Podemos is considered to be the party most likely to lose out in June.  Some voters blame the party’s leader, Pablo Iglesias, for the failure of the parties to form a government.  There are also concerns about the inability of Podemos to form a coalition of the left by choosing not to ally with Izquierda Unida and not recognising that Pedro Sánchez would have had to lead a coalition between Podemos and PSOE.  Podemos could, therefore, see a fall in its share of the vote, and could drop to fourth place, but it is still likely to gain sufficient seats to be influential.  As a result, the extent to which it is prepared to compromise with other parties of the left will be crucial, especially in relation to any alliance with Izquierda Unida.  This is because polling indicates that, as a coalition, they could move above the PSOE into second place in terms of the vote share.

Ciudadanos, in contrast to Podemos, is likely to be the party which gains the most from this new election.  Polling suggests that it could challenge Podemos for third place, which is potentially significant, since Ciudadanos could form a coalition either with the PSOE or the PP, placing its leader, Alberto Rivera, in the potential role of ‘king maker’.  The difficulty for Ciudadanos is that the most logical coalition would be with the PP, but Rivera currently remains opposed to doing a deal with Rajoy.  Another attempt to join forces with the POSE, meanwhile, is unlikely to have the numbers to form a government without significant backing from other parties, and there remains little sign that such support is likely to be forthcoming.  As a consequence, Ciudadanos will still be frustrated in its ambitions, unless Rivera is willing to shift his stance on negotiating with Rajoy.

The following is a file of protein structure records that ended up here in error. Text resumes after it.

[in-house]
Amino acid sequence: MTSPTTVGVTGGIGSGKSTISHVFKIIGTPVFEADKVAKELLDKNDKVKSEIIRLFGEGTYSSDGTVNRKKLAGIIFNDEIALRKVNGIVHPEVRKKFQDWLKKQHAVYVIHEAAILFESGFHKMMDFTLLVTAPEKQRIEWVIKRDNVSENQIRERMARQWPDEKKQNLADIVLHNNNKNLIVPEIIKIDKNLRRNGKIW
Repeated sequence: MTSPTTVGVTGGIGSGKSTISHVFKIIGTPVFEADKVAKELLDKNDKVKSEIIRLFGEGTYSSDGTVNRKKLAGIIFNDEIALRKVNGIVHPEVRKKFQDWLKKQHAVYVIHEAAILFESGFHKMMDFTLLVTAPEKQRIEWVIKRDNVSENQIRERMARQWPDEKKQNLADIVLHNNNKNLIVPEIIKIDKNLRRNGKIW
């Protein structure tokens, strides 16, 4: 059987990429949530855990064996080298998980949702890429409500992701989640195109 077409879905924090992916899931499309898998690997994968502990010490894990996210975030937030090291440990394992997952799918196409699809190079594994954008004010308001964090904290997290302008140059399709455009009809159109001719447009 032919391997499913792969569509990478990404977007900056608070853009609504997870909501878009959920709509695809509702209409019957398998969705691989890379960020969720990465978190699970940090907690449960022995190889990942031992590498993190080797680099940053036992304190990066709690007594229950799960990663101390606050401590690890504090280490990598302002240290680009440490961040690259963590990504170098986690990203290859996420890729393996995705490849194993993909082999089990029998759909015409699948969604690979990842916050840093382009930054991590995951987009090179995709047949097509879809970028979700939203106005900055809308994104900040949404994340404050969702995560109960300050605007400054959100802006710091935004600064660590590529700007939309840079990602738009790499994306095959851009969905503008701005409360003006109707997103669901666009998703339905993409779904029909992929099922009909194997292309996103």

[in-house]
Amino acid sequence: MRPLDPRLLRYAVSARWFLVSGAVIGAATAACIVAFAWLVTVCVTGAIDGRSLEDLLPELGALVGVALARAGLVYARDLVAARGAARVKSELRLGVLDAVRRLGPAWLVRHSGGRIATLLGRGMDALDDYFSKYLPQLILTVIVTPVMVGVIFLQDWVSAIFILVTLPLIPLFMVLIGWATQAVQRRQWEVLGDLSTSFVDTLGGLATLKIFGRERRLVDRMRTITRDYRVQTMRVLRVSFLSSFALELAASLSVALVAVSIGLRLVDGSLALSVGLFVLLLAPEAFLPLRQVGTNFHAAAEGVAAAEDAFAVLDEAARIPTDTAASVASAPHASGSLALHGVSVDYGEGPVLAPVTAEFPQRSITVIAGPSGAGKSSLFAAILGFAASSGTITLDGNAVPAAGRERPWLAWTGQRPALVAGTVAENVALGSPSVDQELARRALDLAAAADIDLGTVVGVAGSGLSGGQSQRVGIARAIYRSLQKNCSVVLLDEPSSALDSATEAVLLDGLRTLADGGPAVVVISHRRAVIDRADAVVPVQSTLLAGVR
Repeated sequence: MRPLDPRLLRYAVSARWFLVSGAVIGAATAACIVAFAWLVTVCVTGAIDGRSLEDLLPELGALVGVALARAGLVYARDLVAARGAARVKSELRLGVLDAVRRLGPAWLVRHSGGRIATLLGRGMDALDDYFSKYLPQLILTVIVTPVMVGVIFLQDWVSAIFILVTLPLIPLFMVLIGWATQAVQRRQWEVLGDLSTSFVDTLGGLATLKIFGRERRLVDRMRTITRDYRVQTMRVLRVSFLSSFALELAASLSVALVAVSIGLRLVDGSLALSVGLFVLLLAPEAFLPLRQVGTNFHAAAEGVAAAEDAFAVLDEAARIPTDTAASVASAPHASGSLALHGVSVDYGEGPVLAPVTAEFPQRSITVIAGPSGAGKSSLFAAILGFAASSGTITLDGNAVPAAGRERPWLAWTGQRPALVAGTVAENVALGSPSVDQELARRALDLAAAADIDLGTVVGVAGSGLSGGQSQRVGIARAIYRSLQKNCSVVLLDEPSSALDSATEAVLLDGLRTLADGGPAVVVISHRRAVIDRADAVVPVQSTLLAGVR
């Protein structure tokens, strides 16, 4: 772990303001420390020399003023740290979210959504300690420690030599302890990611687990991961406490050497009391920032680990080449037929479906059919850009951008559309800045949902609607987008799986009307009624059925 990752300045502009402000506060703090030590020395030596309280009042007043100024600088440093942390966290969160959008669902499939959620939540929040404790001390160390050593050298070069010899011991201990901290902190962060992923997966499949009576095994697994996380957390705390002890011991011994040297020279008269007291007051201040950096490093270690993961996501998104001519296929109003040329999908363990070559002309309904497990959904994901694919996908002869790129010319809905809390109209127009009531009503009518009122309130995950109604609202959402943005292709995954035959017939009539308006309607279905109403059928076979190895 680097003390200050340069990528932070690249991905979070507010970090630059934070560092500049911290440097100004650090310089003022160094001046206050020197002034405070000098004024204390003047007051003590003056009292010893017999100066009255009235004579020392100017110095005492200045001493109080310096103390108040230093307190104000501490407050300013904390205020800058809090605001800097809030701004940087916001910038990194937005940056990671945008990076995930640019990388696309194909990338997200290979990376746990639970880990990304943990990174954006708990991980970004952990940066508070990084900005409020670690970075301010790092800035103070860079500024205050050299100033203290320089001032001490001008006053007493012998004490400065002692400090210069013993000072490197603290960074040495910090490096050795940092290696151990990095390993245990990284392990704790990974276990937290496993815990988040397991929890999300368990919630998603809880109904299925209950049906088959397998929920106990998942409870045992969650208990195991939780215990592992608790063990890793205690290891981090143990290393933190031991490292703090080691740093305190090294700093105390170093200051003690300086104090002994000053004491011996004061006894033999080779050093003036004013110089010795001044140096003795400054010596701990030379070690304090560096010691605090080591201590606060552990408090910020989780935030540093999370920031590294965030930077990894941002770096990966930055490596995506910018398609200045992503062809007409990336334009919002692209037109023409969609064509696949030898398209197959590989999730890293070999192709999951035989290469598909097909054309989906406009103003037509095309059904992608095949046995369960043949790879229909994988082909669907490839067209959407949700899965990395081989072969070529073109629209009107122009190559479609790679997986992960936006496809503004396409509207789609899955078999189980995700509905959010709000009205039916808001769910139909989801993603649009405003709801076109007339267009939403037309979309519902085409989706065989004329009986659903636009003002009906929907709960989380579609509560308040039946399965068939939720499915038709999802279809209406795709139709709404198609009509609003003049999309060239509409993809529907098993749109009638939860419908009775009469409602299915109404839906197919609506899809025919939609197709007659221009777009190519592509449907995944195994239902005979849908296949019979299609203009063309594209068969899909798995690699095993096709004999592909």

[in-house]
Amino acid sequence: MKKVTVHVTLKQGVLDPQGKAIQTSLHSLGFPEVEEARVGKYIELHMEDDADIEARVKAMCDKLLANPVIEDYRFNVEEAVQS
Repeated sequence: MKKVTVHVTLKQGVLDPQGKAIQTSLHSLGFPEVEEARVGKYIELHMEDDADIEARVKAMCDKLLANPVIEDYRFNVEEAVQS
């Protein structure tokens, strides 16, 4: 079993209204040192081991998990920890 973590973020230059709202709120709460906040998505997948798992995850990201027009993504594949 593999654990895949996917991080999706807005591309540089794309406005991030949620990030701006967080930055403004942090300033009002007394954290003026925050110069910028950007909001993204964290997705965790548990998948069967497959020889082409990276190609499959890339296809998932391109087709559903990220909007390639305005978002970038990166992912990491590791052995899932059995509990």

Considering none of the four parties appears likely to have the necessary seats to form a minority government, it is almost guaranteed that there would have to be another round of negotiations after the election in June to form a coalition.  In view of the fact that the parties have, thus far, shifted little in terms of their policy preferences and red lines, the chances of Spain forming a government remain as challenging as they were after December’s election, and consequently, Spain’s political siesta looks set to continue well into the summer and beyond.

Dr Nathan Jones obtained his PhD from the University of Nottingham and is currently and independent researcher and tutor of European Union and Spanish Politics. Image credit: CC by Elliot Brown/Flickr.

Published inEUEuropean Politics